Launched by President Barack Obama in Cape Town one year ago, the Power Africa initiative has been making bold claims about its early successes in a campaign to boost Sub-Saharan Africa’s (SSA) installed generation capacity by some 10GW and connect some 20m more homes and businesses to the grid by 2020.
Power Africa claims it will make some $7bn available in financial support and loan guarantees from 12 government agencies, led by the Export-Import Bank of the United States (Ex-Im Bank), Overseas Private Sector Investment Corporation and US Trade and Development Agency (TDA). It aims to “˜de-risk’ projects, to facilitate the inflow of some $15bn in private sector investment into an initial six target countries – Kenya, Tanzania, Ethiopia, Nigeria, Liberia and Ghana – although US officials emphasise that all of SSA is equally open to receiving support.
Obama’s initiative is focused on accelerating the development of clean energy sources and adoption of energy-efficient technologies (like the Africa-EU Energy Partnership). Through its Beyond the Grid programme, Power Africa seeks to facilitate investment in off-grid and small-scale power projects.
But the initiative is being invoked on all possible occasions; for example, as a driver behind Ex-Im Bank approving a guarantee for Caterpillar exporter Energyst. It is central to Washington’s SSA trade drive. As Ex-Im Bank chairman Fred Hochberg observed, his agency “is committed to expanding US trade with sub-Saharan Africa, which is home to seven out of ten of the world’s fastest-growing markets.”
US officials seem genuinely energised by their agencies’ involvement in Power Africa – gaining momentum from Obama’s global appeal and the pressure he can exert on government to unpack resources. Power Africa is seen by analysts as probably the only big African element potentially gilding in Obama’s fast-looming “˜legacy’.
Among recent highlights was the 3-4 June US-Africa Energy Ministerial meeting, chaired by Department of Energy secretary Ernest Moniz in Addis Ababa, and attended by 350 business leaders and government officials, including more than 30 African energy ministers. Power Africa was prominent at big industry events such as Spintelligent’s mid-May Africa Utility Week in Cape Town and EnergyNet’s 2014 Africa Energy Forum, held on 18-20 June in Istanbul.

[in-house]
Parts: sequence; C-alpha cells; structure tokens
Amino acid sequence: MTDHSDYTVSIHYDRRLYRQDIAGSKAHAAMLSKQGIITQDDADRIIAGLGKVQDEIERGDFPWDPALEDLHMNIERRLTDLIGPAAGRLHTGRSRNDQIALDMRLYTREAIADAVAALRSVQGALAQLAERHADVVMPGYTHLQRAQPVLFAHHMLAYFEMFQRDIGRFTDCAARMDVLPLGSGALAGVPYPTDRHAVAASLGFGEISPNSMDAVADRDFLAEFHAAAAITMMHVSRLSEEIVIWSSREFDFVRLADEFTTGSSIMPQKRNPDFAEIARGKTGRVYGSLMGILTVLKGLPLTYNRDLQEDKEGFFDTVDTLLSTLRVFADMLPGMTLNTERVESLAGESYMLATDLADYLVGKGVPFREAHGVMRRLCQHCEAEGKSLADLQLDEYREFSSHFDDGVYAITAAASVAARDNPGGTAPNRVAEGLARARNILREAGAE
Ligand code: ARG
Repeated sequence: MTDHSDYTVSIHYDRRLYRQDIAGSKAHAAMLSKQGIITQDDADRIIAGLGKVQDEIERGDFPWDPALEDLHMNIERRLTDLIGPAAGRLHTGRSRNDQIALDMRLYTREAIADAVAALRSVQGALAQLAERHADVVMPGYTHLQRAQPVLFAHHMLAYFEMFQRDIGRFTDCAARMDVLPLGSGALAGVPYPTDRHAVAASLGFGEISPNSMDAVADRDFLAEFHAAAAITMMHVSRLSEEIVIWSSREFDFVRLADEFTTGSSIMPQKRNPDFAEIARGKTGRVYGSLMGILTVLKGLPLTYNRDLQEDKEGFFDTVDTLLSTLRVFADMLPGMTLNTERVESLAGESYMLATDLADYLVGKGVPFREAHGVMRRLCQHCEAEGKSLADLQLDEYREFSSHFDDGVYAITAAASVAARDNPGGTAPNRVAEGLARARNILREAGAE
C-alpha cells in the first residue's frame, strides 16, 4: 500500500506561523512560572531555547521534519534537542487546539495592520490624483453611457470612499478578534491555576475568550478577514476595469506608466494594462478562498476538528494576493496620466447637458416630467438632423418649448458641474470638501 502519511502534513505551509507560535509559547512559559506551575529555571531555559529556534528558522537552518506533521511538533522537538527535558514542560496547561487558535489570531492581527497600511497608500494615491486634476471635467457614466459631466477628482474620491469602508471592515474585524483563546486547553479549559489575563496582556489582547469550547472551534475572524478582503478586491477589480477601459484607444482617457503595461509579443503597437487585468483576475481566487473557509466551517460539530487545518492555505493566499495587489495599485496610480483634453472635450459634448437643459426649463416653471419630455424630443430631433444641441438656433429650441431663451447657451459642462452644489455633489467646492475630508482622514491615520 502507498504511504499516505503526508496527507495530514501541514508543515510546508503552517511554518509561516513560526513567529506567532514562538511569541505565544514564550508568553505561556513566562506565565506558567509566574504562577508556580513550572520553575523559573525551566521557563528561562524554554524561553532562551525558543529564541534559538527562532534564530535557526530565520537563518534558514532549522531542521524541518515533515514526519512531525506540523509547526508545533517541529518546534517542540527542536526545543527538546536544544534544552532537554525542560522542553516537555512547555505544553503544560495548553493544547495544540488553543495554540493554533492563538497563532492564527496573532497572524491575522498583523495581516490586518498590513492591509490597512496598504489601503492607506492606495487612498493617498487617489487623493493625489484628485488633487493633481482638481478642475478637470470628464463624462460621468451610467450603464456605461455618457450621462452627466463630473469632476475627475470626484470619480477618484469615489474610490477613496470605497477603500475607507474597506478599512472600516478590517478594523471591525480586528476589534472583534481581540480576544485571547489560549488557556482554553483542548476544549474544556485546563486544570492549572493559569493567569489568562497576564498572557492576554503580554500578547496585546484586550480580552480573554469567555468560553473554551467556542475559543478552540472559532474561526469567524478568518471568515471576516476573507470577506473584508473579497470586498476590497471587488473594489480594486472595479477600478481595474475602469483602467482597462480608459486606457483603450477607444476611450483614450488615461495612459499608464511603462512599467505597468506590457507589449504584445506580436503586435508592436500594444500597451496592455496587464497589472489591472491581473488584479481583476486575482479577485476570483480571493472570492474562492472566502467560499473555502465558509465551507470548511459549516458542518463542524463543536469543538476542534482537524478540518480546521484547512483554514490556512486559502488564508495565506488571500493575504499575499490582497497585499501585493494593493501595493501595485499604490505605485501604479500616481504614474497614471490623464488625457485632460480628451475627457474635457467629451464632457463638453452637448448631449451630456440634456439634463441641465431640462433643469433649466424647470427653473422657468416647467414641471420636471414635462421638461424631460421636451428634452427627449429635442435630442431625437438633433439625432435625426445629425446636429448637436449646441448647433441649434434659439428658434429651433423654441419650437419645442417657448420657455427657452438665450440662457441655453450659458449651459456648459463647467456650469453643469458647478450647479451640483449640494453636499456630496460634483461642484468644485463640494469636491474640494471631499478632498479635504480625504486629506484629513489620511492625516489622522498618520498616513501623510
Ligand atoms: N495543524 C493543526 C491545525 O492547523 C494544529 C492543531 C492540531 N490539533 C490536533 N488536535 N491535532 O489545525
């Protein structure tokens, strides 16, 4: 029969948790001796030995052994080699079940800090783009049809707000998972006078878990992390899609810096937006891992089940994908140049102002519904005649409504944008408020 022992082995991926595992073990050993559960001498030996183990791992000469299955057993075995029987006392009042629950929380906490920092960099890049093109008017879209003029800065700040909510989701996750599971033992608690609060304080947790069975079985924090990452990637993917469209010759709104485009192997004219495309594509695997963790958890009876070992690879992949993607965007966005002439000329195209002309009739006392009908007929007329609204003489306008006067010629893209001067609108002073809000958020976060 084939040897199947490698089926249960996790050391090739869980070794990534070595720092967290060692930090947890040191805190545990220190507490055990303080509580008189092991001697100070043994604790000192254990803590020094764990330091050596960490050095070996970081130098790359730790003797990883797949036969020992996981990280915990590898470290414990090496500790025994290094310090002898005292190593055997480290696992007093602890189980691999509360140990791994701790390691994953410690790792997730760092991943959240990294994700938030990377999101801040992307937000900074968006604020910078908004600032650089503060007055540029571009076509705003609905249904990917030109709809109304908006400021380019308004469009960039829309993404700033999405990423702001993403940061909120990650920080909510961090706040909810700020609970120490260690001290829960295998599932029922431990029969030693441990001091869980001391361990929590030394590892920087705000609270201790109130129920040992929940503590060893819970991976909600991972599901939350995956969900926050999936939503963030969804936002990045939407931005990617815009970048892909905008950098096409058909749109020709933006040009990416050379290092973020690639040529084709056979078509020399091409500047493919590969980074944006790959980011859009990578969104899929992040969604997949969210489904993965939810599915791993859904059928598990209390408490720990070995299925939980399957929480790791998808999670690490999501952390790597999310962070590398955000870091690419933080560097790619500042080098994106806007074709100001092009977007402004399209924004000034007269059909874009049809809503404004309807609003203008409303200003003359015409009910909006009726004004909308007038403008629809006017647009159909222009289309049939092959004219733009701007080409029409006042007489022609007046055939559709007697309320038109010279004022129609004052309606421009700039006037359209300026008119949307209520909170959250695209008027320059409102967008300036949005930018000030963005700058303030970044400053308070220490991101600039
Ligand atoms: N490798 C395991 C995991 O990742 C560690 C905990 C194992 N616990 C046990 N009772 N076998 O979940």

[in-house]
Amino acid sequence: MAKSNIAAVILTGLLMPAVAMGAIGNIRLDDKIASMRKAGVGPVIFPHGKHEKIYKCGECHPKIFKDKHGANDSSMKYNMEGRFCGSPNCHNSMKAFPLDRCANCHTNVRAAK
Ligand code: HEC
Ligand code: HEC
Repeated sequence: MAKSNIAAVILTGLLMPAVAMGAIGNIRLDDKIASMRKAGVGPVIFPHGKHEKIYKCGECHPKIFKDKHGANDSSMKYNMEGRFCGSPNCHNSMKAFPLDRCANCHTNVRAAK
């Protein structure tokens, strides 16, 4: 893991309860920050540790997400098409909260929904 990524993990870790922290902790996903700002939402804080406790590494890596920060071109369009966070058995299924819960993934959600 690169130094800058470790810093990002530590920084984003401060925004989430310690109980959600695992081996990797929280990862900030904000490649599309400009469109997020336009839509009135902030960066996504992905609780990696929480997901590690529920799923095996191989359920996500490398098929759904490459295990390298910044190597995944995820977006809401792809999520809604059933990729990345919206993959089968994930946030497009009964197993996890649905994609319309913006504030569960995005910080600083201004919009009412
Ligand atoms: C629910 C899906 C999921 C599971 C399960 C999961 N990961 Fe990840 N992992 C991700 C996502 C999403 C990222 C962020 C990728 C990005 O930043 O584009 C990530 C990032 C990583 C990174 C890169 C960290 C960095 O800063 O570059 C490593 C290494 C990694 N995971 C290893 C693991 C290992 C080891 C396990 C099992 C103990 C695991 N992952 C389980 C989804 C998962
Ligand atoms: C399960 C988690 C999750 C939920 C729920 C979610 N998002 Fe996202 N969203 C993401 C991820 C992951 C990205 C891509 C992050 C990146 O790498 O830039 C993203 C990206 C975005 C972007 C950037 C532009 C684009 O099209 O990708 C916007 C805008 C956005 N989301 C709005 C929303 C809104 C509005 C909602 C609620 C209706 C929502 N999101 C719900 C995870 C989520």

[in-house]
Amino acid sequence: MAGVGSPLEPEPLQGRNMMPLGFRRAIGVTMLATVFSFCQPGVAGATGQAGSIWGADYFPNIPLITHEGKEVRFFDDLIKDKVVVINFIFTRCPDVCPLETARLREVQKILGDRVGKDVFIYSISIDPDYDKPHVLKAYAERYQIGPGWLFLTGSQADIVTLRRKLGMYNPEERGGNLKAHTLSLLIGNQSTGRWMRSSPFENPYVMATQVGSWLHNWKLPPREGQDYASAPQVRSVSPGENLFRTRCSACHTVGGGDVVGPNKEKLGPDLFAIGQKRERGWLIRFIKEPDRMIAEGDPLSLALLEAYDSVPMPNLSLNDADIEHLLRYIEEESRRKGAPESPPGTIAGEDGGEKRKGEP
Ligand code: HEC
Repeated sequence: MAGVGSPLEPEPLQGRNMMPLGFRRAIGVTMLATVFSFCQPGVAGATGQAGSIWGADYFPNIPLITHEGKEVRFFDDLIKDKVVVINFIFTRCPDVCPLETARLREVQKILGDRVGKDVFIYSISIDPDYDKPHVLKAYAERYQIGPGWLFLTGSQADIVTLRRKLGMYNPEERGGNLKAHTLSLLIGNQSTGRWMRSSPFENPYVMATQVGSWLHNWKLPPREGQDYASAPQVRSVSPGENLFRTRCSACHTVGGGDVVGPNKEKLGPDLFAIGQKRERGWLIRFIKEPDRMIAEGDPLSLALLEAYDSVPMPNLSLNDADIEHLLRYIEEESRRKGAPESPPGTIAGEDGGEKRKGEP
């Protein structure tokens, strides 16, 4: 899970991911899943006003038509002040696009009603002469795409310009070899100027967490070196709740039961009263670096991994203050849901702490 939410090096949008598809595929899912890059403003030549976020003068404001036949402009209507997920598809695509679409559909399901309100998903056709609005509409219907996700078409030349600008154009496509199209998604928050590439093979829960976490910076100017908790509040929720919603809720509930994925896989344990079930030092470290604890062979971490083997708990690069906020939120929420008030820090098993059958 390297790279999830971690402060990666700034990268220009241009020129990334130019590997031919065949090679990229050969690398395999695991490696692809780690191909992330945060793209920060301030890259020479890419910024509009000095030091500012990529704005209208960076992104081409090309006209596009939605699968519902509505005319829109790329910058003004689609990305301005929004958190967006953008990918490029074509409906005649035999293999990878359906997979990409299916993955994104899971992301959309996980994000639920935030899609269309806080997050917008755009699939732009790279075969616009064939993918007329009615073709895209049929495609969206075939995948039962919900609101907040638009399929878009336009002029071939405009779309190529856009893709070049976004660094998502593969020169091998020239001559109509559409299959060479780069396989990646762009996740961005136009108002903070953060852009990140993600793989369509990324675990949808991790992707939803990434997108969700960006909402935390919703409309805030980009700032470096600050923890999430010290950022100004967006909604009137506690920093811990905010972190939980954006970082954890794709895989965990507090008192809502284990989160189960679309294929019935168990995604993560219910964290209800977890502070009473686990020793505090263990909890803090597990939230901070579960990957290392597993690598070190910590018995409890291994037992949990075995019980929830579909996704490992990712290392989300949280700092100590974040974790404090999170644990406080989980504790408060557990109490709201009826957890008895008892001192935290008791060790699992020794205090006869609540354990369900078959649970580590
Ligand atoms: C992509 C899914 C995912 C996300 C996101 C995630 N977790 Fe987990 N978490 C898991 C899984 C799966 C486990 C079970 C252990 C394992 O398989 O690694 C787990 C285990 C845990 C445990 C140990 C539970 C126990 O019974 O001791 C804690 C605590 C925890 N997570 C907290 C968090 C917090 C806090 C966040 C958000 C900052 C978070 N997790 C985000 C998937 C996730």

US critics question its ability to meet targets within its five-year time frame. Others fear its main impact could be to help General Electric and US Inc.’s other heavy hitters to muscle out rivals for bankable projects. (American critics, such as APR Energy chief operating officer Brian Rich, say even this is unlikely given bureaucratic, financial and other constraints in tapping Power Africa support).
Only a small percentage of Power Africa’s headline numbers is likely to come from direct financing. “We are not a bucket of money”, commented a senior diplomat based on the continent.
Power Africa is about leveraging support, by mitigating risk, encouraging private investment and unravelling the many blockages that have long stopped a majority of projects from going ahead. The appointment of US-funded “˜transaction advisors’ to key positions in ministries, power pools and other strategic positions, coupled with targeted early stage financing, reflect an accurate analysis of the weak points that have held back developments in generation, transmission and distribution across SSA.
Power Africa is supporting subtle transformative impacts – working “to confront the need to overcome stickiness in the system”, as the diplomat put it.
Transaction advisors like Eric Olo in Nigeria (who is also chief commercial officer of investor North South Power) have undoubted financial expertise, to champion projects and unravel difficulties. This strengthens the support offered by TDA, which provides technical assistance and financial support for pre-feasibility studies – in the process giving projects an American flavour (and specifications) from the start.
A range of stakeholders canvassed by African Energy welcomed moves such as putting embedded advisors into the Southern African Power Pool and its East and West African counterparts, “to work through the issues”. With the African Union pushing for its Programme for Infrastructure Development in Africa of slow-moving big ticket projects, Power Africa’s commitment to helping “˜transformational projects’ should win friends in high places.
Consequently, the non-US (usually lead) partners in several high profile Power Africa schemes have told African Energy they can accept US grandstanding if it forces open doors to build SSA’s missing infrastructure.
This is a View article from the African Energy newsletter, a source of independent analysis on the continent’s energy industries produced by Cross-border Information, a business intelligence company with a long established research focus on the politics, energy and financial sector trends of Africa and the Middle East.